Mountain Masala – A Tasty Tikka Fit for a Pika

Strolling a half mile past our unmarked junction on a long day one of six backpacking through the Wallowas was not ideal. The final mile and three-quarters to camp was a burly climb. With the temperature dropping precipitously it made for a mentally and physically taxing last stretch. While the gorgeous setting of Hidden Lake backdropped by jagged peaks dulled the weariness, a hot meal was the kicker to put our fatigue induced crankiness to rest. And when that meal is homemade Tikka Masala it’s next level soothing.

Doesn’t do it justice, but does it ever?

Tikka Masala is a popular backpacking dish and you’ll find numerous recipes online. I’ve made many, but I believe my take is the tastiest. It’s a legit restaurant quality sauce that I dehydrate for the trail. A trend you’ll find in my recipes is they are low or free of dairy to accommodate my wife, but this isn’t the rule. This recipe can be modified with various ingredients to be pro-dairy. I’ve also toned down the heat on this version, but adding fresh jalapeño and/or cayenne pepper can boost both flavor and spice!

The first step is organizing your ingredients, in the restaurant world this is called your mis en place. The second step is tasting as you go to get the flavor just right. Definitely doctor it as you go to get the taste dialed in. If you like more ginger, or lime, or heat or whatever, add it! Also don’t be intimidated by the long list of spices, I buy mine in the bulk section to get smaller amounts so my spices are fresh. Fragrant, quality spices are vital to creating a tasty dish, as is a balance of fresh ingredients so this recipe has both.

At home ingredients and preparation:

tsp = teaspoon tbsp = tablespoon

Cooking times are estimates. Differences in stoves and cookware will change these times, always use your eyes and nose to guide you along.

  • 6 tsp fresh ginger – grated
  • 6 cloves garlic – diced
  • juice of one lime
  • 1 medium yellow onion – diced
  • 1/2 cup fresh cilantro – rough chopped
  • 1 jalapeño – seeded and diced (optional)
  • 28 ounce can crushed tomatoes, I prefer fire roasted versions
  • 1 oz double strength tomato paste, double if it’s not double strength
  • 1 tbsp olive oil
  • 2 tsp ground turmeric
  • 1 tsp ground cardamom
  • 2 tsp ground garam masala
  • 1/2 tsp chili flake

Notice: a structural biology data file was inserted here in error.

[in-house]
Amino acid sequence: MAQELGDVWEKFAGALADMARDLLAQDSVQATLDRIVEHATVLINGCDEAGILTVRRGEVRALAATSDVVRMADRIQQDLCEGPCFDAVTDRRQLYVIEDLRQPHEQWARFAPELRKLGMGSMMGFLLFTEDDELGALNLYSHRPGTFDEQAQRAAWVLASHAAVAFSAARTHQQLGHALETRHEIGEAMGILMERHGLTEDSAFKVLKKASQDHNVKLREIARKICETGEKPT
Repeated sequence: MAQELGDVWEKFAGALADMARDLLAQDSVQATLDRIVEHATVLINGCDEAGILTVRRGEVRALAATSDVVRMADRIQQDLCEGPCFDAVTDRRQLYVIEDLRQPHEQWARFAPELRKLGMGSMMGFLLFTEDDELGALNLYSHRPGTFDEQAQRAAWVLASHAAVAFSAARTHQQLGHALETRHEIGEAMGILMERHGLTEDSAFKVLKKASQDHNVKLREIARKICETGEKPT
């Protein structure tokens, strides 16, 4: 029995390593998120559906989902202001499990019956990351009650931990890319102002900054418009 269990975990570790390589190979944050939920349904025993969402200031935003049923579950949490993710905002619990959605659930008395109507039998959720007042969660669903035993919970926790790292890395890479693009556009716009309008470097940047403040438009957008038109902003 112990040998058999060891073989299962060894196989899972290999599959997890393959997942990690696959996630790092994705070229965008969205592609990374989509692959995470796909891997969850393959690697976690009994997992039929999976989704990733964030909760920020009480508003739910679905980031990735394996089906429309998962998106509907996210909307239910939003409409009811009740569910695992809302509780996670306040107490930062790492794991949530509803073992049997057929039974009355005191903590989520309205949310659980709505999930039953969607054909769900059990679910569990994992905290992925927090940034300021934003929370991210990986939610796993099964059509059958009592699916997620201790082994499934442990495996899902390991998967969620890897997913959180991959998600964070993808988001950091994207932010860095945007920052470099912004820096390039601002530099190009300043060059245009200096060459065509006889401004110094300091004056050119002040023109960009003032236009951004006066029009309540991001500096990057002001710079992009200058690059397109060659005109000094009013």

• 1/2 tsp ground nutmeg
  • 2 tsp ground coriander
  • 1 tsp ground fenugreek (optional, I happen to have it in my spice rack so I throw it in a lot of recipes)
  • 1-2 tsp cayenne pepper (optional)
  • 1 tsp ground black pepper
  • 1 tbsp Diamond brand kosher salt, halve the amount if using Mortons kosher. Don’t use table salt… ever
A gorgeous fall day, perfect for Tikka Masala!

Bring a large saucepan to medium heat and add the olive oil, using as little as possible for the best dehydrating results. When the oil is heated add the onions and cook to translucent, about 5 minutes. Add garlic (and jalapeno if you like it hot) and cook until just soft, but not browned, about 2 minutes. Add in tomato paste and mix well until paste starts to brown, about 2 minutes. Add in spices and salt stirring until well mixed and aromatic, about 2 minutes. Add tomatoes and stir everything together until well mixed. Increase heat to medium-high until bubbling, then reduce heat to simmer until the consistency thickens up and there is no standing liquid. I like to add in the cilantro for the last couple minutes to brighten up the flavor.

Once you’re stoked on the taste and consistency, line your dehydrator sheets with parchment paper and add 1 to 2 cups depending on the size of your trays. Dehydrate for 8 hours or until it’s dry and cracking, mine normally ends up still a bit pliable. 1 pre-cooked cup is a portion, so divide as needed into snack size ziplock bags for storage. Store in the freezer until it’s time to hit the trail.

Ingredients and instructions for the trail:

  • 30 grams dehydrated protein of choice: chicken and soy curls are my favorite options for this dish
  • 50 grams dehydrated grain of choice: quinoa is my favorite due to the high protein content, but basmati rice is traditional
  • 15 grams dried coconut cream or dehydrated yogurt per serving
  • dehydrated cilantro garnish (optional)
  • 2 tbs coconut oil, ghee, or butter per serving. Gotta have the fat! For weight savings use butter buds for flavor
  • cayenne pepper if you didn’t add it originally and want to spice it up in the backcountry

The easiest way to cook this is to bring roughly 1 and 1/2 cups water per serving to a boil. Remove from the flame and add all the ingredients. Let sit until reconstituted, about 20 minutes. Then give it a good stir and put back over medium heat until it reaches your desired eating temperature, stirring often. Add water as needed to reach a good consistency. For photos I rehydrated each component separately. This adds a few minutes of prep and an extra pot, but I’ve worked in restaurants long enough that I appreciate attractive plating.

On the last day of our trek I heard an eek. With an urgent swivel I was able to get a quick pic of this pika playing it cool for the camera. Sadly, it didn’t join us for dinner.

Hey lil’ buddy

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